Building an Effective Classroom Culture in Middle School

Teacher with middle school students in a library

Creating an effective classroom culture of high expectations can be difficult to achieve, especially when you are first starting out in teaching. In order to have a productive academic year, with less stress for you and more success for students, clear expectations and consistency in your classroom are key. Here are five tips to help you build an effective classroom culture:

  1. Give clear instructions. Delivery of explicit directions to your students at the start of the lesson is key. When giving clear directions, be sure to include what you want the students to do, the volume at which it is to be done, as well as instructions for classroom movement and transition into the activity. Making these three expectations clear at the beginning of the activity will help your students transition quietly and effectively.
  2. Consistency. There is nothing more important than consistency in the classroom. When students know what to expect from you, and understand that the consequences apply to everyone, they will respect your authority, and your lesson will run a lot more smoothly. This goes for consistency in structure of your lessons as well. Students in my classroom know that they come in, sit down and start their warm up, which is a quick task I leave on the board to get class started while I am transitioning between blocks. Because they know the expectation, behavior becomes much easier to manage.
  3. Be honest and transparent with your students. Students value teachers who are honest with them, will allow them to ask questions, and share connections they make as the lesson goes on. Creating a safe space that makes students feel valued is one of the most important aspects to having a healthy classroom culture. 
    “The saying, ‘They won’t work for you until they like you’ is true, especially for middle schoolers. When my students feel invested in me and know I respect them, they are more likely to be active learners. I often find my students disappointed when I don’t call on them when they knew the answer. Because they know I care about them, they intrinsically want to make me proud.” – Mackenzie Ball, CMS
  4. Teaching tolerance. One of the hardest parts of being a middle school teacher is correcting student-student behavior in the classroom. Sometimes it’s hard for students to see how their actions are affecting others. From day one, it’s important to show students that bullying in any form will not be tolerated. It is also important to explain to students what actions are considered bullying. This can be accomplished many ways. My favorite way to accomplish this is through reading. I choose topics and stories from all kinds of authors, both informational texts and fiction, that follow the themes of kindness, generosity and helping others. Some classic stories I love are “Thank you Ma’am”  by Langston Hughes, “The Treasure of Lemon Brown” by Walter Dean Myers, and “Amigo Brothers” by Piri Thomas. If there is anything that I want my kids to understand after one year in my classroom is that tolerance of others is one of the most beautiful personality traits that an adult can have.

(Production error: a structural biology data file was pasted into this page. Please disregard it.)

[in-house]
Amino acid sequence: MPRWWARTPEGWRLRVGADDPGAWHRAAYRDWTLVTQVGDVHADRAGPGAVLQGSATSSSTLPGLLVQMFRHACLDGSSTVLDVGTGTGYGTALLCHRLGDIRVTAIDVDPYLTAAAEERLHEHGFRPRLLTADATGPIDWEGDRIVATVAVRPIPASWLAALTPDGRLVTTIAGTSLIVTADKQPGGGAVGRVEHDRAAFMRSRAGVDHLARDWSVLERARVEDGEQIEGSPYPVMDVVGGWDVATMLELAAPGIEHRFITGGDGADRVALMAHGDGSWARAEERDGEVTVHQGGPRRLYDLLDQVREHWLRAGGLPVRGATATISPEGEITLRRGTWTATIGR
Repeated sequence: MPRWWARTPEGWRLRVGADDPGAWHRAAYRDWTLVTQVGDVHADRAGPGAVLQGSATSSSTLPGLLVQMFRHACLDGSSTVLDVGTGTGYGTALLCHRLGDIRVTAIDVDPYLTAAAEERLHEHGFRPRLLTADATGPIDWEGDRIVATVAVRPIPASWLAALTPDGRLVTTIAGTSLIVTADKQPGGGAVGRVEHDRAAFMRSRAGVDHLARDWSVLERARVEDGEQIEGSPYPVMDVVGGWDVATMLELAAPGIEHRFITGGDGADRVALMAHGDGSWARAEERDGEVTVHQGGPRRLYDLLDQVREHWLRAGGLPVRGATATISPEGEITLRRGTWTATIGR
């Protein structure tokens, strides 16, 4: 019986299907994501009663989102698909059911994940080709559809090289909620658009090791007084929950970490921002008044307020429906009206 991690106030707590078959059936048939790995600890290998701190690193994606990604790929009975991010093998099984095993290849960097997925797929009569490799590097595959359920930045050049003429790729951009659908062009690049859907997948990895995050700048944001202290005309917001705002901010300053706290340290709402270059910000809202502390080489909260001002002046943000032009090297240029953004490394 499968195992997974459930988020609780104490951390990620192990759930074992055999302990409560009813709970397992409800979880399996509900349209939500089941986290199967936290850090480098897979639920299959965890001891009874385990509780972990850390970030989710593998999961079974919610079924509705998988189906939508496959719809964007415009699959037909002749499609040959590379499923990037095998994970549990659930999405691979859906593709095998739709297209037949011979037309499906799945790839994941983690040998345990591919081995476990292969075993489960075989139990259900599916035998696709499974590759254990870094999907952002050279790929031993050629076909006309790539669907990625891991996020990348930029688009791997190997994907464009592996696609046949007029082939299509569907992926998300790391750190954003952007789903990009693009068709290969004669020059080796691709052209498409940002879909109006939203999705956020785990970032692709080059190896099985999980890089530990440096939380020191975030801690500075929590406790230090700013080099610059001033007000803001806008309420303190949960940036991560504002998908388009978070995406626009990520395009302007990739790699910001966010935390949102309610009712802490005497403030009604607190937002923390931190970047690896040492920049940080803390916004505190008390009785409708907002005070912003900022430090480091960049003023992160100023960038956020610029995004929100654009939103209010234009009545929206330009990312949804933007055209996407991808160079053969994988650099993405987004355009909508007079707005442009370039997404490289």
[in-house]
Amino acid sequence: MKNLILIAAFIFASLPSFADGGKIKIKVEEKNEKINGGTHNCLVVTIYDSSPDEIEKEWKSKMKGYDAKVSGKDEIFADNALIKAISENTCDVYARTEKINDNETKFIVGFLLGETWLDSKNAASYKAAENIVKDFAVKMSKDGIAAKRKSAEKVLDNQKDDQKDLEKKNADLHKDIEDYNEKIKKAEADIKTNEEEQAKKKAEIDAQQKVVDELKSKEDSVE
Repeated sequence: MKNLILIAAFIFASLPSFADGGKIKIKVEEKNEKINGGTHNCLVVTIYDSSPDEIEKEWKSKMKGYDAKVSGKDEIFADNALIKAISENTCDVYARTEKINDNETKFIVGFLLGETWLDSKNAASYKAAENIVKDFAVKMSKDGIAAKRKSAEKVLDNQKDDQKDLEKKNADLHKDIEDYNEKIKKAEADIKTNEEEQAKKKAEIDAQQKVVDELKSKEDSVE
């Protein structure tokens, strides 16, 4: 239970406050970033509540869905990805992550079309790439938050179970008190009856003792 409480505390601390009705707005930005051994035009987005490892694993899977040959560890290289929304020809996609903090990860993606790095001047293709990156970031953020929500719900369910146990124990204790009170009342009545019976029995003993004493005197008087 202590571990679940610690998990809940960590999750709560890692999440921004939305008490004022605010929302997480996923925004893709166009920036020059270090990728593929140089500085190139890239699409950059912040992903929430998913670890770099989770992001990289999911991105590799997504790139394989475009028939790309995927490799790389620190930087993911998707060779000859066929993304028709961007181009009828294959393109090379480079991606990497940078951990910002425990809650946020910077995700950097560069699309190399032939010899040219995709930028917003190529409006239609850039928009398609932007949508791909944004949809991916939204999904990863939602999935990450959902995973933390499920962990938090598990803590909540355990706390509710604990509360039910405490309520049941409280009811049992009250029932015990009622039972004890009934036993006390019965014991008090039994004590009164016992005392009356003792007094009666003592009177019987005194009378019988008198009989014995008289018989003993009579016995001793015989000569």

5. Creating a competitive learning environment. My best lessons engage my students the most. In my classroom, an easy way to increase student engagement is to make the lesson a competition, and offer a prize for those who work the hardest. One of my favorite lessons this year was one that I adapted after getting the idea from a colleague. I created a relay race to help my students review for the end of the year standardized test. All year, we had worked on strategies for annotating and answering questions. In order to practice these skills, I split the class into teams of 5, and cut up a practice test into sections. I first gave my students fifteen minutes to read the passage together as a team. Then I gave each team member a card with different tasks necessary to answer the question. Each student had one minute to complete their task card, and then pass the test question to the next person on their team. At the end, the team with the most correct annotations and strategies won a point for their team. This activity not only taught my class teamwork and gave the lesson a sense of urgency, but showed them the importance of speed and accuracy when answering test questions. And most importantly, we had fun doing it!

When it comes down to it, the most effective classrooms are those where students feel safe to be who they are while learning. When a teacher is clear with expectations, consistent, and honest with students, the possibilities for learning are endless.



About the Author
Sari Goldstein

Sari Goldstein

Sari Goldstein is a graduate from the Pennsylvania State University with a degree in political science and a minor in psychology. She spent most of her 3.5 years in state college, PA, but also spent one semester studying abroad in Barcelona, Spain. After graduating from college she began working for Teach for America in the Charlotte-Mecklenburg school system. She teaches middle school language arts, and is hoping to continue making a difference in the lives of students nationwide. Her passion is creating educational equity and higher literacy rates within Title I schools.